By Mark Wright
Not Your Typical NBA Player
LOS ANGELES, CALIFORNIA -- Reporter Lewis MacAdams, writing a fairly
lengthy column for LA Weekly, is just the latest in what is becoming
a long line of writers to discover the complex persona that is Mark
Madsen. As previously reported in Mormon News, Madsen, a returned
missionary for the Church of Jesus Christ of Latter-day Saints, is
currently enjoying the excitement and thrill of the NBA playoffs as a
rookie player for the Los Angeles Lakers.
MacAdams has been following the career of Madsen for almost a year
now, tracking his progress as a member of one of the NBA's flashiest
teams. Like others who have commented on Madsen's presence on the
Laker squad, MacAdams is quick to point out that Madsen is somewhat
of an anomaly, "a four-year college grad with a degree in economics,
a white guy from the suburbs" playing on a team with a rap star
(Shaquille O'Neal) and a young superstar player who skipped college
altogether (Kobe Bryant).
As with many other writers, MacAdams is most impressed by Madsen's
incredible drive, focus and determination. Madsen is one of those
athletes who lives to compete. "I've always loved competition,"
Madsen said. "It's a very pure thing when you step out on the court.
You're saying, 'it's your best, it's my best.' If you come out on
top, there's no animosity, it's just a fact. You don't look on an
opponent as a friend. You look at him as an opponent, and I mean
completely, in every sense of the word." MacAdams also cites the
intensity of his rebounding as one of the most defining
characteristics that Madsen brings to the game. Here, Madsen makes
good use of his physical abilities as well as his mental toughness.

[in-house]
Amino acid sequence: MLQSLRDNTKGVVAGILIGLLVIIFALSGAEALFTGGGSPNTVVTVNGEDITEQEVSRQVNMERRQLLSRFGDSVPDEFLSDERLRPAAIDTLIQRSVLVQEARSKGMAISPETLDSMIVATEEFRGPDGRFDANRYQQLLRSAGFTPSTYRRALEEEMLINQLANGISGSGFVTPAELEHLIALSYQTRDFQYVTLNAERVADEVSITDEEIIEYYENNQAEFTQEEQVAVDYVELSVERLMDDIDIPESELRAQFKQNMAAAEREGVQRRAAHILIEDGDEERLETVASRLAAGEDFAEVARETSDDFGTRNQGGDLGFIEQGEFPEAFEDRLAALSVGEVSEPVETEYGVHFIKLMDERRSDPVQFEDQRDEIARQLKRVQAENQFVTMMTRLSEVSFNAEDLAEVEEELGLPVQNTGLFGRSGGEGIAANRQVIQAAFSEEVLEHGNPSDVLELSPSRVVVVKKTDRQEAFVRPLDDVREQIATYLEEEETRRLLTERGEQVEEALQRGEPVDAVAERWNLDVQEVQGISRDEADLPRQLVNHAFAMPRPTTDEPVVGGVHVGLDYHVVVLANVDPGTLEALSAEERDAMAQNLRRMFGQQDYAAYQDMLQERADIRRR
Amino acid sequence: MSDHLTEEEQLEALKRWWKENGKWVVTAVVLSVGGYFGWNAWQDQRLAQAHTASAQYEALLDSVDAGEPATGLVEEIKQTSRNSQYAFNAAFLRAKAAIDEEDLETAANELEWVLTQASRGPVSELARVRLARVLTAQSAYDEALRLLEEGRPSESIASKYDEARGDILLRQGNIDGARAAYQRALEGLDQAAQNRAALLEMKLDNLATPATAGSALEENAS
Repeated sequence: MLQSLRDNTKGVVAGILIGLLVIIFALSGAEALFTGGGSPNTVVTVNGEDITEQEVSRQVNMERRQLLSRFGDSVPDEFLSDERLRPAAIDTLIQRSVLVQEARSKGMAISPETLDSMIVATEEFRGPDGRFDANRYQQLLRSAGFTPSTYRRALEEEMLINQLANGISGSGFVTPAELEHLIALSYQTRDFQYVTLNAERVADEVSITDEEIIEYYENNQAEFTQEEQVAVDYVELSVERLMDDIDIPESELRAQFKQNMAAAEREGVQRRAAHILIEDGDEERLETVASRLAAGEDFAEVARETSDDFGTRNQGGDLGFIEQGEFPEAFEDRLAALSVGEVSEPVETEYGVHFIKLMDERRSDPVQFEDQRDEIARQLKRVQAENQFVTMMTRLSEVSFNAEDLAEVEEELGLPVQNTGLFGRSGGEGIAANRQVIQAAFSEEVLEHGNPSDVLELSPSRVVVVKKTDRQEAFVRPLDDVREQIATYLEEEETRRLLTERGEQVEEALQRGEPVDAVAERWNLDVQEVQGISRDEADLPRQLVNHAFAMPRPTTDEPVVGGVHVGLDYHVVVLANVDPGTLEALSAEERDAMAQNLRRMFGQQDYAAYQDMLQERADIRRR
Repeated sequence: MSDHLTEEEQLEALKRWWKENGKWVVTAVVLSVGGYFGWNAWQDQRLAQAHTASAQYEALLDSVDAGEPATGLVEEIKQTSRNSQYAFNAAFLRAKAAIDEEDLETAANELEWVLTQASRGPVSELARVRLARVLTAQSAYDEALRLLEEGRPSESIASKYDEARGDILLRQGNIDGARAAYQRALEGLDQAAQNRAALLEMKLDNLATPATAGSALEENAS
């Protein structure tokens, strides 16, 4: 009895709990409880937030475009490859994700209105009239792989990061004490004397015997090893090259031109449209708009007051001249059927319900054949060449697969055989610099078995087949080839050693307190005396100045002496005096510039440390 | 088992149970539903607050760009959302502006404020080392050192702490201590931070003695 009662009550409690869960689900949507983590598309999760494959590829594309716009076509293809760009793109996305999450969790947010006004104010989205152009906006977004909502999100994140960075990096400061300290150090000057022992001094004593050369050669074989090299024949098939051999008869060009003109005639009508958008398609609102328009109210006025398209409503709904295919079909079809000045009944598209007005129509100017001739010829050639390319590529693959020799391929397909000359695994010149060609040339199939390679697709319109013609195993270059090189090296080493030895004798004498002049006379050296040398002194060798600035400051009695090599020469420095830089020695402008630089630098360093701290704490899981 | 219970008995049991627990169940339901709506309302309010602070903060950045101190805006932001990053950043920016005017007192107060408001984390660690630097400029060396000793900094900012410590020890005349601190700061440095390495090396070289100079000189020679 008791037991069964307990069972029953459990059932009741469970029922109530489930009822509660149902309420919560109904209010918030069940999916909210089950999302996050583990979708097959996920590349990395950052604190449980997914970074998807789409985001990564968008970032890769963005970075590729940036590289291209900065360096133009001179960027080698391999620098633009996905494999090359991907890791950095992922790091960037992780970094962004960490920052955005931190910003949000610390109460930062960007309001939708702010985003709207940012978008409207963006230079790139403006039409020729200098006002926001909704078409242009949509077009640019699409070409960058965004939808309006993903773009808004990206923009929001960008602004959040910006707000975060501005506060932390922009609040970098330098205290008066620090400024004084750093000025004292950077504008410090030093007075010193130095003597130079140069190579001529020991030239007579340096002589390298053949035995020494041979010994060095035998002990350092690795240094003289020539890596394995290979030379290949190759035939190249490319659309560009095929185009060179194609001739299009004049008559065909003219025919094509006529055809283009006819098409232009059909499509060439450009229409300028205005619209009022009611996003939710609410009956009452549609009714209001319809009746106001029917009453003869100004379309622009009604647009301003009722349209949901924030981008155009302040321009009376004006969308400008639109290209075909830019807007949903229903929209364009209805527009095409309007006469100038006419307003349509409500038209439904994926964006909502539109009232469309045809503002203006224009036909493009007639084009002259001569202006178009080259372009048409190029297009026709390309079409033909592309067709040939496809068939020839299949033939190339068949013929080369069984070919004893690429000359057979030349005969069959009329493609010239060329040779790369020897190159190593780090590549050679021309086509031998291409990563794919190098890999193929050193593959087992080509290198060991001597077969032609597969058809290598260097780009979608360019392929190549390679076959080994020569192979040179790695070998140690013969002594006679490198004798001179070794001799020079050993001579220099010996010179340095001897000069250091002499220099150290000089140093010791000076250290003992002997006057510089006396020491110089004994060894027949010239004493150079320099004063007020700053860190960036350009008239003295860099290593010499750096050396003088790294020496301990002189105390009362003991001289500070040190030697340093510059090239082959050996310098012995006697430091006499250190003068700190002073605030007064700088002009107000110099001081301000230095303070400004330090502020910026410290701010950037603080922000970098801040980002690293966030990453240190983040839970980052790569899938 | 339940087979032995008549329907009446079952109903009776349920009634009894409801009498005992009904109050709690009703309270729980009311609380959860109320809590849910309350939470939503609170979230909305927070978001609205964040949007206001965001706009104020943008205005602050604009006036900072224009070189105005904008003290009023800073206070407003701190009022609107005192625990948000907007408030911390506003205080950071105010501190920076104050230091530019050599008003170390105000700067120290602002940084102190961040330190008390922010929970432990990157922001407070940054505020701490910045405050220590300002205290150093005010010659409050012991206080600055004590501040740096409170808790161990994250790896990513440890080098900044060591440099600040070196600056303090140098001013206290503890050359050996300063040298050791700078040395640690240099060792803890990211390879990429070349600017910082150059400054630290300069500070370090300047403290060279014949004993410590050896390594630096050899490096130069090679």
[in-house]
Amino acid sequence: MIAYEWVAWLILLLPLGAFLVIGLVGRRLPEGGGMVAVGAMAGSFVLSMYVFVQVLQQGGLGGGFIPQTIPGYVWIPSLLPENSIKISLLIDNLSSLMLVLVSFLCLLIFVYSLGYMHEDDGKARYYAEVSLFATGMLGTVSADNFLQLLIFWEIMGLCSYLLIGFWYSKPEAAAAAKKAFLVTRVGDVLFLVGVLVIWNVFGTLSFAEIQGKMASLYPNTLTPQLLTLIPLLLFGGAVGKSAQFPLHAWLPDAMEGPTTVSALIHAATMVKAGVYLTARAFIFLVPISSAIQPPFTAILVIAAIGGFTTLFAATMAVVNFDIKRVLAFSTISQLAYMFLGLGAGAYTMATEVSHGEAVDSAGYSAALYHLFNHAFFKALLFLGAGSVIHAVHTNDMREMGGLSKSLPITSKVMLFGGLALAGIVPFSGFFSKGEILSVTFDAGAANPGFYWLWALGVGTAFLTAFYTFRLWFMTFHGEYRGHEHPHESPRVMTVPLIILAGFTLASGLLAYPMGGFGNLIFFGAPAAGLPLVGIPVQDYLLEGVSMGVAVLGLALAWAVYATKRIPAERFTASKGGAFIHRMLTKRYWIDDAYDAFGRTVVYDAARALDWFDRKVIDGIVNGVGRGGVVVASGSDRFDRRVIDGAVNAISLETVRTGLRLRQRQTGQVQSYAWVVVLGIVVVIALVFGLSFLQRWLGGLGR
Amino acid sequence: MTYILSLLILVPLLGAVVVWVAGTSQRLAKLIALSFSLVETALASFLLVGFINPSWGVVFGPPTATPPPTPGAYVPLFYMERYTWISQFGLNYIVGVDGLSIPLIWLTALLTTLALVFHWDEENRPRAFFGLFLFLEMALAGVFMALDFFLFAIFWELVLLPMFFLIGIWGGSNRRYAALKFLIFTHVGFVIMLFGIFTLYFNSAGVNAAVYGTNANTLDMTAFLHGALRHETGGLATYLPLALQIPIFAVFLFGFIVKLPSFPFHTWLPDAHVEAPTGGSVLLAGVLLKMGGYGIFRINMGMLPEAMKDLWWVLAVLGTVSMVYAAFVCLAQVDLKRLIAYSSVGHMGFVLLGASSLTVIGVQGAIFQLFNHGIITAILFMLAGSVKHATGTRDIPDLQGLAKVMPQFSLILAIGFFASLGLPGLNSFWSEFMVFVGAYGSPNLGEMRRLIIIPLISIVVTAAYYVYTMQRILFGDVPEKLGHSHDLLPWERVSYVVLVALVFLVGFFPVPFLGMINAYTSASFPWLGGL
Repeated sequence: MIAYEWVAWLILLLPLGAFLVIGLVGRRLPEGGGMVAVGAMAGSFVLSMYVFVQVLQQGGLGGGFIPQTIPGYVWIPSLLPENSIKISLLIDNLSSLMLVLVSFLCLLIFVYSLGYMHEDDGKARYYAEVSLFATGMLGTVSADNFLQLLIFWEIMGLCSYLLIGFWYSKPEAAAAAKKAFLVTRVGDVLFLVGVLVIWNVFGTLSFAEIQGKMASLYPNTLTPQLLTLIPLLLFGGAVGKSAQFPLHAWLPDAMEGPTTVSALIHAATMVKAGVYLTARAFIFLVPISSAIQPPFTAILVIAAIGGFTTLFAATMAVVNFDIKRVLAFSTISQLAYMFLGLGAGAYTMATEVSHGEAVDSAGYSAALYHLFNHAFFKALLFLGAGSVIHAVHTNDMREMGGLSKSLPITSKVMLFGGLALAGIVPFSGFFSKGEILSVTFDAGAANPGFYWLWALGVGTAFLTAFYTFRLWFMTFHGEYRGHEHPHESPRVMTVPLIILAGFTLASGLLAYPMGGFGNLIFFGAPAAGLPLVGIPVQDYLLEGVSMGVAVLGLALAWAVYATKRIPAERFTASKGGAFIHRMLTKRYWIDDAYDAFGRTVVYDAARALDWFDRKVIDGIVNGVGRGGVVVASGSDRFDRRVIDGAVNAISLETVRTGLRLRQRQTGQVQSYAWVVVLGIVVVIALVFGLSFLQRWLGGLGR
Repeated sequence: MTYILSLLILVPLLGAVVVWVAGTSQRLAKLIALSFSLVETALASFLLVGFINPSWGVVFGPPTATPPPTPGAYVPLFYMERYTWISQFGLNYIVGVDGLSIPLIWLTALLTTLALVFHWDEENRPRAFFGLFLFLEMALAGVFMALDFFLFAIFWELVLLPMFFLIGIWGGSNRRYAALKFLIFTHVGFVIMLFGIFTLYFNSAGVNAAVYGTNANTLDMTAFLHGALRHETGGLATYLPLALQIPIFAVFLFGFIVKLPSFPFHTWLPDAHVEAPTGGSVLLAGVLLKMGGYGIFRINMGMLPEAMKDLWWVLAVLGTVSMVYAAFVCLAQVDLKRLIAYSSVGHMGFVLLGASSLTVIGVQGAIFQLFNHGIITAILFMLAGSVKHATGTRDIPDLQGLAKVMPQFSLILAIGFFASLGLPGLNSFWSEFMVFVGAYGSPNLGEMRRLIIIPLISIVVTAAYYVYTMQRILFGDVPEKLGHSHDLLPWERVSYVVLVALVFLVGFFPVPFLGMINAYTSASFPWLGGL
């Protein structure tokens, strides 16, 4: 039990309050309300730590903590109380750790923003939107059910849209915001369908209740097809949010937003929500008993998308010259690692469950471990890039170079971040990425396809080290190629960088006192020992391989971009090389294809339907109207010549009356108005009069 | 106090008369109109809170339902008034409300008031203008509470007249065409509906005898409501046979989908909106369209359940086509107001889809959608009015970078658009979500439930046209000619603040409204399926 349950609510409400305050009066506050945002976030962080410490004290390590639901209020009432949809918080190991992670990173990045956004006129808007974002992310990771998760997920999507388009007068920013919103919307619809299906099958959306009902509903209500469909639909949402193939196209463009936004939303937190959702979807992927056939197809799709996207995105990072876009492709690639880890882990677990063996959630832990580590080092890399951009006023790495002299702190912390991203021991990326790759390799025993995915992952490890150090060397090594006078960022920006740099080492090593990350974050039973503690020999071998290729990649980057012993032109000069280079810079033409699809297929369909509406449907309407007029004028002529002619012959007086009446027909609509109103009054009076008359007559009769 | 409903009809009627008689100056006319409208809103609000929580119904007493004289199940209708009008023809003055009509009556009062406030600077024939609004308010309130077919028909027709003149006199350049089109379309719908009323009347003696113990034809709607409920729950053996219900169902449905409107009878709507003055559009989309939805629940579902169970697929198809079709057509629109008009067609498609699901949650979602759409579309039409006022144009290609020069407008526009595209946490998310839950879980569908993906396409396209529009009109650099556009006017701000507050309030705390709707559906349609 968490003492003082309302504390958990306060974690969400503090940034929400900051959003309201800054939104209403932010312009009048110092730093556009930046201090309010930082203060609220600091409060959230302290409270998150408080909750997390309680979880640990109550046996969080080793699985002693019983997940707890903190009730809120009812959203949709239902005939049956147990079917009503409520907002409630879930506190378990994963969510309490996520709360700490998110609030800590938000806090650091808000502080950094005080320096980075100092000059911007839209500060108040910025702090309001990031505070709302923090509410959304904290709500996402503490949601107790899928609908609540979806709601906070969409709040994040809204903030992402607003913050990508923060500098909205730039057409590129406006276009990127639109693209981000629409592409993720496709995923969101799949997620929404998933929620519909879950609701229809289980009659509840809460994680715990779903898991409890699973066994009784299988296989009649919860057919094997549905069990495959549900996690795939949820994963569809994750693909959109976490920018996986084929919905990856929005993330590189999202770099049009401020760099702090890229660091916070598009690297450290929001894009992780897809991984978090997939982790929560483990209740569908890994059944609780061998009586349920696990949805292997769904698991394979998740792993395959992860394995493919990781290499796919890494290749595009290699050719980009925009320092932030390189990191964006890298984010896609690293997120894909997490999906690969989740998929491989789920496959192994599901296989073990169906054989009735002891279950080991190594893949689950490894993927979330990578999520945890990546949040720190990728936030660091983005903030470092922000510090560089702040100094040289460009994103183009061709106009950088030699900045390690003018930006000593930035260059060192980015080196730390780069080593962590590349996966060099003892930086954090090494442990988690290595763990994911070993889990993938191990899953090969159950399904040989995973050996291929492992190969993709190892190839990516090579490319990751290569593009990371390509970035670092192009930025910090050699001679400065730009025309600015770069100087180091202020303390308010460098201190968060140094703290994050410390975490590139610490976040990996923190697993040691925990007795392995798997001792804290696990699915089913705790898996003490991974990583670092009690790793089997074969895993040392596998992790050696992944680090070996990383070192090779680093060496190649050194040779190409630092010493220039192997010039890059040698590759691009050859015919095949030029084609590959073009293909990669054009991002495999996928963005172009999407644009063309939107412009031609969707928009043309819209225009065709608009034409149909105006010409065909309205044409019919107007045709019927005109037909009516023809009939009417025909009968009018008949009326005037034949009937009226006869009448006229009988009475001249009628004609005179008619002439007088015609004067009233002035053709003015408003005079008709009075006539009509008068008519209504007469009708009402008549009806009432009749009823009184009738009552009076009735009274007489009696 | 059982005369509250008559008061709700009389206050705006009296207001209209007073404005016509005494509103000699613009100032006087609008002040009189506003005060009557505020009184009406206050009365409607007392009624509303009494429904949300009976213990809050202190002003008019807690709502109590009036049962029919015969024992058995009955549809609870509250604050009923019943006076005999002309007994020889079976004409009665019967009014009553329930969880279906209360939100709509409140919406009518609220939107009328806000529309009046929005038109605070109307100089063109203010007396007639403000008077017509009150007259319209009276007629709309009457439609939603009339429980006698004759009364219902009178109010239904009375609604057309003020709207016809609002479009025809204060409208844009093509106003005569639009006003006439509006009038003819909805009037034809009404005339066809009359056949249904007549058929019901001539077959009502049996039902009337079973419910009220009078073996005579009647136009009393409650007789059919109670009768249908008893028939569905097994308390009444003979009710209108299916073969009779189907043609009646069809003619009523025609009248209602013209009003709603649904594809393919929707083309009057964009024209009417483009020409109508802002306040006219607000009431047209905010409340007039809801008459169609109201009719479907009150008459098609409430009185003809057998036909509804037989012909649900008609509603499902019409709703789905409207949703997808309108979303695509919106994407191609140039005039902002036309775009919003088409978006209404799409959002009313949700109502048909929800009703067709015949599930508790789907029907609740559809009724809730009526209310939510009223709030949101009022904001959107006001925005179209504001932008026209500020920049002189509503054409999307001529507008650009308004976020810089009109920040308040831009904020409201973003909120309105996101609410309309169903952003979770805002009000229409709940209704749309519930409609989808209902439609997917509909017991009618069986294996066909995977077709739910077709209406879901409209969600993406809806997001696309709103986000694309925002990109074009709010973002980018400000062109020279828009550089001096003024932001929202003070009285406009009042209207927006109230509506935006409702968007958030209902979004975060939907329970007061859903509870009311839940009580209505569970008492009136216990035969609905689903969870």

According to MacAdams, Madsen attacks "the rack with a zealot's
fervor, a tireless rebounder with very good hops whose 36-inch
vertical leap puts him among the top 20 percent of NBA players and
among the leapingest Lakers."
MacAdams also has an appreciation for Madsen's off court demeanor.
According to MacAdams, "Madsen has beautiful manners,... he's
incredibly nice to my 11-year-old son, remembering his name when they
meet and asking after him when I show up alone." Definitely not your
typical NBA player. MacAdams was pleasantly surprised to find that
Madsen was also interested in poetry, and even convinced Madsen to
recite and share some of his favorite work by William Wordsworth with
MacAdams during an interview.
Delving further into Madsen's background, MacAdams discovers a child
who was raised in a devout LDS home with 10 siblings where scripture
study and prayer are the norm. As Madsen grew older, he was a classic
over-achiever in high school, becoming student-body president,
homecoming king, editor of the school paper, and, of course, star of
the basketball team. MacAdams also briefly mentions Madsen's
real-life encounter with fellow NBA player and Bible scholar Horace
Grant over the issue of blacks, the Church, and the Priesthood. While
the details of the conversation are not well-known, Madsen believes
it was a positive experience, saying "All I know is that we had a
really good talk, and that he was grateful that we talked about it."
One of the few mistakes MacAdams makes in his article is identifying
Madsen as one of "3 Mormon players in the NBA," listing Shawn Bradley
and Keith VanHorn as the other two. Of course, most regular readers
of Mormon News know that Keith VanHorn is not a member of the Church
and that there are at least 4 other players that are somehow
connected to the LDS Church. In addition to Mark Madsen, Mormon News
has previously identified the following NBA players as having some
connection to the Church. Shawn Bradley, Travis Knight, Mark Pope,
and Scot Pollard (who does not consider himself a member of the
Church). As always, if you have any information about other NBA
players, or any other Mormon in professional sports who is affiliated
with the Church, please contact Mormon News and let us know.
Character of the Happy Warrior
LA Weekly 25May01 S2
by Lewis MacAdams
The education of Mark "Mad Dog" Madsen